Robert Pinsky in Slate:
Great art is great not because it enters an academic curriculum, and neither is greatness affirmed by the awarding of prizes or titles. But great is not necessarily a vague term. It can indicate work that penetrates the shapes, feelings, ideas, and sounds of a culture, as in the cadences of speech. Sometimes that kind of penetration is so deep, so transforming, that it is nearly invisible, or barely acknowledged.
W.E.B. Du Bois, the American essayist and political leader, begins the peroration of his great essay “On the Training of Black Men” with a sentence like a symphonic chord, fortissimo, compact, rousing:
I sit with Shakespeare and he winces not.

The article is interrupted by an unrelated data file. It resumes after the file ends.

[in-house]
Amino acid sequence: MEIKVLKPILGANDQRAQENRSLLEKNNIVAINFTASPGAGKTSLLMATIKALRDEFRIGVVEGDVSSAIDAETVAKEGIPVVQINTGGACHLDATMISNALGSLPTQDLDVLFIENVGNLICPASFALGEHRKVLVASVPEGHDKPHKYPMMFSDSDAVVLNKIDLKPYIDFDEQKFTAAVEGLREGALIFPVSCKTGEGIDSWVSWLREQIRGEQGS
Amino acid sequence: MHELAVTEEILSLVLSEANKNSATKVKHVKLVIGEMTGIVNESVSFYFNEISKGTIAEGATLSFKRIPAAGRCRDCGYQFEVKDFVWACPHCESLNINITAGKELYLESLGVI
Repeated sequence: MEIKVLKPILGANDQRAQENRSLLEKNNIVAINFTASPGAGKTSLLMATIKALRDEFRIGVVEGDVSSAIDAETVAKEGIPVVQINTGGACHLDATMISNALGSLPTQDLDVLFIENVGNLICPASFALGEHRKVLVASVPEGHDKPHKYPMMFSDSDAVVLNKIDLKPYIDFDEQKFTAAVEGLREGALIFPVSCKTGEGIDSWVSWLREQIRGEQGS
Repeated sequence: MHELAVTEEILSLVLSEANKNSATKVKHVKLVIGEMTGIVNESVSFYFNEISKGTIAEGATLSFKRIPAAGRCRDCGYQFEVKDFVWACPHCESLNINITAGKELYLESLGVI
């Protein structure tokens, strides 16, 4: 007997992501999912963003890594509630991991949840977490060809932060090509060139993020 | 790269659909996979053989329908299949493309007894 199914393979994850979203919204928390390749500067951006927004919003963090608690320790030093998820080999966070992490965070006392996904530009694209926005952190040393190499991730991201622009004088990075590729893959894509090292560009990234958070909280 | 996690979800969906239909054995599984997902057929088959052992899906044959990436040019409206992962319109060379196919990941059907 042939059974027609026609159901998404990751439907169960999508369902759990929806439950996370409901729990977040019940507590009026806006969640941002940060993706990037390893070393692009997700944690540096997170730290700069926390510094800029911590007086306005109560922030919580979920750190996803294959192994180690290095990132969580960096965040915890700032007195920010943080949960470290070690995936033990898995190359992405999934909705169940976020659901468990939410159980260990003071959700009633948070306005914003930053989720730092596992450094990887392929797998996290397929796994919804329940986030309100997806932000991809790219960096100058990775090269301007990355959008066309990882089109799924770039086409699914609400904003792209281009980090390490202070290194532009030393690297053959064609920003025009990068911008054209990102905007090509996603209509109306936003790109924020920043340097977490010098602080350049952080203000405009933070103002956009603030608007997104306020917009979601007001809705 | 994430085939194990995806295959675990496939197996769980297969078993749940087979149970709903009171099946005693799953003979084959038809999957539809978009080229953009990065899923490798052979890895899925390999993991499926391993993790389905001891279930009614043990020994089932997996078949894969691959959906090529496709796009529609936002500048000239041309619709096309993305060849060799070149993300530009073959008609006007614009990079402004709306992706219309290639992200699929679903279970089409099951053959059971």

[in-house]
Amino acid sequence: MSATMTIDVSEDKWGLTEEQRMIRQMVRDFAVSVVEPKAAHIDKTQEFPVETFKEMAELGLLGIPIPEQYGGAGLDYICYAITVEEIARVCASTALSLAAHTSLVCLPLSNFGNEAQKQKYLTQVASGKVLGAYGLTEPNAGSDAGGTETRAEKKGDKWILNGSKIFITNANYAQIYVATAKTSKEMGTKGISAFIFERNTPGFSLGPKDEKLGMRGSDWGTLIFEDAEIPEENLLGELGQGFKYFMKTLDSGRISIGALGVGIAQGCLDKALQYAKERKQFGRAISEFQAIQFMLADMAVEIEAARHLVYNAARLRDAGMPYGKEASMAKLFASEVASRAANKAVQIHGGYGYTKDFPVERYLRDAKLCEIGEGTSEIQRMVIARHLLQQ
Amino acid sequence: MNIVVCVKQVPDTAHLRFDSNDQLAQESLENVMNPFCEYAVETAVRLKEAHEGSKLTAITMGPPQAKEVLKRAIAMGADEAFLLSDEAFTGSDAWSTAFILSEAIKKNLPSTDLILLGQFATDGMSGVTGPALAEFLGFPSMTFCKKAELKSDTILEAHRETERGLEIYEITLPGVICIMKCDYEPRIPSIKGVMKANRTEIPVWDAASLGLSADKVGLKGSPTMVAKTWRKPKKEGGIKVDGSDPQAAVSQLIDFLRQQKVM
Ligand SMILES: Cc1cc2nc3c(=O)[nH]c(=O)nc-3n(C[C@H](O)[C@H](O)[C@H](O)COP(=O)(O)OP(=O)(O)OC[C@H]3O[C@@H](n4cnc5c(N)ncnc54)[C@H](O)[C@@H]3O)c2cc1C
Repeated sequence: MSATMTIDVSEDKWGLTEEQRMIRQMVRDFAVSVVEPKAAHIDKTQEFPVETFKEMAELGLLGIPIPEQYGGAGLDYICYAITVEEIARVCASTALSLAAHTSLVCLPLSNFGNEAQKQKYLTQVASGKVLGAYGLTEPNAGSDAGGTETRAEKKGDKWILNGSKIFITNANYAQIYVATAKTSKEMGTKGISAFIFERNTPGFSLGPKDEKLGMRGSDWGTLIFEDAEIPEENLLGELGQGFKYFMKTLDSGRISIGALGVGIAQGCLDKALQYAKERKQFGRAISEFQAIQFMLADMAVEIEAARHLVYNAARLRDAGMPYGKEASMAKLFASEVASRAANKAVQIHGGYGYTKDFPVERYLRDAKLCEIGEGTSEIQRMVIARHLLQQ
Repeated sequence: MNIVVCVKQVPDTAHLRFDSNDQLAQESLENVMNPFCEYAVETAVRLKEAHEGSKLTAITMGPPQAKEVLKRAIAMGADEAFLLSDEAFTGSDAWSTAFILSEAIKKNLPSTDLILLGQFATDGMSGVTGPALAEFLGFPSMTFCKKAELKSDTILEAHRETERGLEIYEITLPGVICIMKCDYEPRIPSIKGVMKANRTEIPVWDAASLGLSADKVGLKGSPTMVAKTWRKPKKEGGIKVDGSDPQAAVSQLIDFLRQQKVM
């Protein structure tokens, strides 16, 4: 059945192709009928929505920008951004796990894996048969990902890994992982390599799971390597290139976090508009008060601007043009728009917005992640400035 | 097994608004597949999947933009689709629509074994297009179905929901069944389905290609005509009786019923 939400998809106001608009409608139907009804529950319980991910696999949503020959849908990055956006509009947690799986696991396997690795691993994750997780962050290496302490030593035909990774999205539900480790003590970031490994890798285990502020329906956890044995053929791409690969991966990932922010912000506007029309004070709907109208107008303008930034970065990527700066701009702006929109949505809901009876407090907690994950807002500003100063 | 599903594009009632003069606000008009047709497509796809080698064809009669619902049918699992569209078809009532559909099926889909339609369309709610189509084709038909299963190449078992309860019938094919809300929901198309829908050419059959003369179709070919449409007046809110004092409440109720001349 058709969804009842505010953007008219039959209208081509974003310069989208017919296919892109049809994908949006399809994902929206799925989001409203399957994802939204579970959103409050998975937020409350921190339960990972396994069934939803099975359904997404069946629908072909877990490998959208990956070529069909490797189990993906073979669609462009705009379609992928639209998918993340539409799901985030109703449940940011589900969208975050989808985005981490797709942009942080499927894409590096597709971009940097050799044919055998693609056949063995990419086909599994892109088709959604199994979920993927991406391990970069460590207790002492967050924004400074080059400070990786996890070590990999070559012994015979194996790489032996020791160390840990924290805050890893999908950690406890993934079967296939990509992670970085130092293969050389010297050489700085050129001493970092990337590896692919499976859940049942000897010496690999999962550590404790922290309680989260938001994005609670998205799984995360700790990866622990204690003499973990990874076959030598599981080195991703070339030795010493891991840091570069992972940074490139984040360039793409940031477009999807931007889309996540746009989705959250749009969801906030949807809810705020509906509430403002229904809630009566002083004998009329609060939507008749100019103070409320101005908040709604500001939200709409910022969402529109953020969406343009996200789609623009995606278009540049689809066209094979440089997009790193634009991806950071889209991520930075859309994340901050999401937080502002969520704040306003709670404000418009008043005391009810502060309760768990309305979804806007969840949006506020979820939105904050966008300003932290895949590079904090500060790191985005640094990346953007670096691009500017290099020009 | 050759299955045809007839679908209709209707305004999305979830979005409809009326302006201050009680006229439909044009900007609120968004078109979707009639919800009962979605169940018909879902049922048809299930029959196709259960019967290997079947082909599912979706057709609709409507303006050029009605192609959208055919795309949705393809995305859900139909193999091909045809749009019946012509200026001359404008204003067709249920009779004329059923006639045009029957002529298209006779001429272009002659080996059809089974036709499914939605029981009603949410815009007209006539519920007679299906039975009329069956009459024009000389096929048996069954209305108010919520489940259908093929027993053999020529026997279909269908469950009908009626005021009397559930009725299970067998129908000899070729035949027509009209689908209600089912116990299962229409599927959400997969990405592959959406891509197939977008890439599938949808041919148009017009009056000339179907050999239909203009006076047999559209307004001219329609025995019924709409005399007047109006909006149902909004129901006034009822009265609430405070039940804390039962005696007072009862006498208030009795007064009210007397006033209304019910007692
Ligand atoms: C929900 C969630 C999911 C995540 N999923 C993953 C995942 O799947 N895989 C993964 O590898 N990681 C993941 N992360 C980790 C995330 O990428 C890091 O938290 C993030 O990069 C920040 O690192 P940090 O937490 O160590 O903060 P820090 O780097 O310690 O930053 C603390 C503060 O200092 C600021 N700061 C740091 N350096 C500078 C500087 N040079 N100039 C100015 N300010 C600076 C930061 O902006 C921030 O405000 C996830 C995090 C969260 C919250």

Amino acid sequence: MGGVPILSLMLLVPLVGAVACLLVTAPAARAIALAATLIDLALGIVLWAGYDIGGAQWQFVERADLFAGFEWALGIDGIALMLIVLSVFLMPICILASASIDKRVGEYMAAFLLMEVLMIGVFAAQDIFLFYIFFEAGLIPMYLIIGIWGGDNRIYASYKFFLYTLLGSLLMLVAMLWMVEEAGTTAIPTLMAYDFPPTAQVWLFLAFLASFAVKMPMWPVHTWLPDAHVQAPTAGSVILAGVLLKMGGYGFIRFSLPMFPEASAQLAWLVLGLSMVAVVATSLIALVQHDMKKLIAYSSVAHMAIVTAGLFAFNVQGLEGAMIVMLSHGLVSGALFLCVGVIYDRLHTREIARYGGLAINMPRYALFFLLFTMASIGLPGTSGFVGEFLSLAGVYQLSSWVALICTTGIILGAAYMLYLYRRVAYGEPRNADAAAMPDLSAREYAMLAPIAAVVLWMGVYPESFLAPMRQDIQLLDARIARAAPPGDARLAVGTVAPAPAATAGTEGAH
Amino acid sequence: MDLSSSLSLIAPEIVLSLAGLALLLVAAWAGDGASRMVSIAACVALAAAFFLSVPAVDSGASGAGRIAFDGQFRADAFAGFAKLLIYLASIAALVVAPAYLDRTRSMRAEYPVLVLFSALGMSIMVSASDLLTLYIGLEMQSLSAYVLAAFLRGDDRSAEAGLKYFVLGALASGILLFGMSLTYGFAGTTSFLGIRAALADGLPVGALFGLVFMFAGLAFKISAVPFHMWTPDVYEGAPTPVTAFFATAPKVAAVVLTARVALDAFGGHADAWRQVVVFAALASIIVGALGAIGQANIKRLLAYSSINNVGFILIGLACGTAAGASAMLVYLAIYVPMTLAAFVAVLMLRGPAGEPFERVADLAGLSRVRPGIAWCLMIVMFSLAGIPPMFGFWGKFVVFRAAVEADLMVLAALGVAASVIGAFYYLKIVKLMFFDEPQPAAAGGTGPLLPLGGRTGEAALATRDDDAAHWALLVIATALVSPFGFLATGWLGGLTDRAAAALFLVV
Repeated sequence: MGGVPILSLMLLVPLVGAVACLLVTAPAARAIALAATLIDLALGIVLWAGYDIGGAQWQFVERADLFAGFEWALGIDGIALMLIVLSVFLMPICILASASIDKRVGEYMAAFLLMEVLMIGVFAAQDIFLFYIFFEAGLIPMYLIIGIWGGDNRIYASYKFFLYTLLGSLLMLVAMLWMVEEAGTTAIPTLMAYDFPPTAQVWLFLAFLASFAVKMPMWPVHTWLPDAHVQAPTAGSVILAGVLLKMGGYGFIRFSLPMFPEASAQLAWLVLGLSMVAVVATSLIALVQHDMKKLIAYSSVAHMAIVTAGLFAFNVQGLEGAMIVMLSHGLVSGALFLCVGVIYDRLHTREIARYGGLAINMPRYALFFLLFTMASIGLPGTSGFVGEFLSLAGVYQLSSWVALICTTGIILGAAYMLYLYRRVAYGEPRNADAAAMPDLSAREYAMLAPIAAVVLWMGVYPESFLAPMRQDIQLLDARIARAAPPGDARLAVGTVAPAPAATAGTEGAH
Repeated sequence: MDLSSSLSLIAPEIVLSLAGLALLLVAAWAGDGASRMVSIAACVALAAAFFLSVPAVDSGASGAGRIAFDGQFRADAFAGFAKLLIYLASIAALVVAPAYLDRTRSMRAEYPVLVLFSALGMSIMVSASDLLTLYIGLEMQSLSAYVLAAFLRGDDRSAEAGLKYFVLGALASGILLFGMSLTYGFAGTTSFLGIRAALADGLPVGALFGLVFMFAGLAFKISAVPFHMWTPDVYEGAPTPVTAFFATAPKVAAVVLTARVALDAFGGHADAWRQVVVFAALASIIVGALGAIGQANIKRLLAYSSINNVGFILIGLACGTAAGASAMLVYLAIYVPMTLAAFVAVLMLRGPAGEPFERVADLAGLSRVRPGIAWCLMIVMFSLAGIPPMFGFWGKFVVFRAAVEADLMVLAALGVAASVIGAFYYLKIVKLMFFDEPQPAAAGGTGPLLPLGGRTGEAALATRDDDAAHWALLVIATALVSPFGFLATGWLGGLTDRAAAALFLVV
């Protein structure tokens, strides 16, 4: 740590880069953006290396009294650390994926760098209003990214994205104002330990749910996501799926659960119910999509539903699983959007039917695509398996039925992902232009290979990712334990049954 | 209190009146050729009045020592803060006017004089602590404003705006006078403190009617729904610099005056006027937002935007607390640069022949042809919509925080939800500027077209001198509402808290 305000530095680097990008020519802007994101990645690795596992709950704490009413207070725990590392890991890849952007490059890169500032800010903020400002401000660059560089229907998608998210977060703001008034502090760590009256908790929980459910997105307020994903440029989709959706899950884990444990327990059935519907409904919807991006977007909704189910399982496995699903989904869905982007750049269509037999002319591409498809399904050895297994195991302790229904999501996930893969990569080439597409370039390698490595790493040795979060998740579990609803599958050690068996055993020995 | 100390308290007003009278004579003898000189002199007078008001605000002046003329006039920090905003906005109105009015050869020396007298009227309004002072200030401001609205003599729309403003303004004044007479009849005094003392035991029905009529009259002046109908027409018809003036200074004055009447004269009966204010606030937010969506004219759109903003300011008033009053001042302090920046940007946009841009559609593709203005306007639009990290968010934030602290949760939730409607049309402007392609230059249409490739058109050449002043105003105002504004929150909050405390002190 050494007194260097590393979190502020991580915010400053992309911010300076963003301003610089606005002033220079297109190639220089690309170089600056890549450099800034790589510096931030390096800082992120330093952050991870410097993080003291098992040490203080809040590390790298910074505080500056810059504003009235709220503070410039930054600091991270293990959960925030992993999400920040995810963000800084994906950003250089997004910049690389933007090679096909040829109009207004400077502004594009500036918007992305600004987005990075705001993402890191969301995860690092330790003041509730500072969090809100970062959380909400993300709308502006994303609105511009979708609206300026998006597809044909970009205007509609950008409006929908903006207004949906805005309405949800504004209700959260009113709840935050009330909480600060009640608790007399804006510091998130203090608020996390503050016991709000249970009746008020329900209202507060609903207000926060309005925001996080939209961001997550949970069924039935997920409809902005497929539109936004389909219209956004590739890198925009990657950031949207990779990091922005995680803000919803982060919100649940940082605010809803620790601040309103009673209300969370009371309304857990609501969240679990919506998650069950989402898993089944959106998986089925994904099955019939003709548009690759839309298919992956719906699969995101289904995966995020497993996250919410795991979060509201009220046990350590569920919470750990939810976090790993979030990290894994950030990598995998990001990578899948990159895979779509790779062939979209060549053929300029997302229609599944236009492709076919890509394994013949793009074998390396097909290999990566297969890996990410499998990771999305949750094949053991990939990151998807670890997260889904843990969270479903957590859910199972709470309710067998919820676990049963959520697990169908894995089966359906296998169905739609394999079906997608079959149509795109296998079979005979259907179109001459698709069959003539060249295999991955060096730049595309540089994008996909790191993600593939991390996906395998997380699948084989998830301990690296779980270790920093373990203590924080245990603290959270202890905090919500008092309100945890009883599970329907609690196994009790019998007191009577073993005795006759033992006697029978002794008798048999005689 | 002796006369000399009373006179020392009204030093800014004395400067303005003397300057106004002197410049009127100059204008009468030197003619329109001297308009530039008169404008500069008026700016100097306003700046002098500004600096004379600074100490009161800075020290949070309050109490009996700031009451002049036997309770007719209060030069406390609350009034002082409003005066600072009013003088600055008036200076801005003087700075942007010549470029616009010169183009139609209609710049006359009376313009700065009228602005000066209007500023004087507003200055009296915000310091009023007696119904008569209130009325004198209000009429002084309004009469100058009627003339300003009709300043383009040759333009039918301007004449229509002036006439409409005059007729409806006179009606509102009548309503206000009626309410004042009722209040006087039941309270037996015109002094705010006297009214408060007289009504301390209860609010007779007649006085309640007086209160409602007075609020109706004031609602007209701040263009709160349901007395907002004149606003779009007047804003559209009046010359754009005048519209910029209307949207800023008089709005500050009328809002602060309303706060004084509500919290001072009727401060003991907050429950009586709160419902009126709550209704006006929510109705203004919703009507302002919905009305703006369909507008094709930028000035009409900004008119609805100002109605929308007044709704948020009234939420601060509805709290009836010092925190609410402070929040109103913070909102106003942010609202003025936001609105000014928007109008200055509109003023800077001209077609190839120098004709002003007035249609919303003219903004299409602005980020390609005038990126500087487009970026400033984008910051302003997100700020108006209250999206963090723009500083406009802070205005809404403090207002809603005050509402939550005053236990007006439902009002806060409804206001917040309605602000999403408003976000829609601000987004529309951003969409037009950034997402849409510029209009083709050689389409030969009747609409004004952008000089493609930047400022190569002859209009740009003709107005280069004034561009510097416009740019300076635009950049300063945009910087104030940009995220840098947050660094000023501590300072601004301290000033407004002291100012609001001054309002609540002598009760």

This statement, and the paragraph it introduces, come at the climax of an argument against the idea of measured progress, associated with Booker T. Washington: first training a generation of freed slaves to be cooks and carpenters, then a generation of clerks, then artisans, and, finally, in four or five generations, doctors and judges and scholars. Du Bois, on the other side of this famous and crucial American argument, had emphasized individual qualities: “teach the workers to work and the thinkers to think; make carpenters of carpenters, and philosophers of philosophers, and fops of fools.”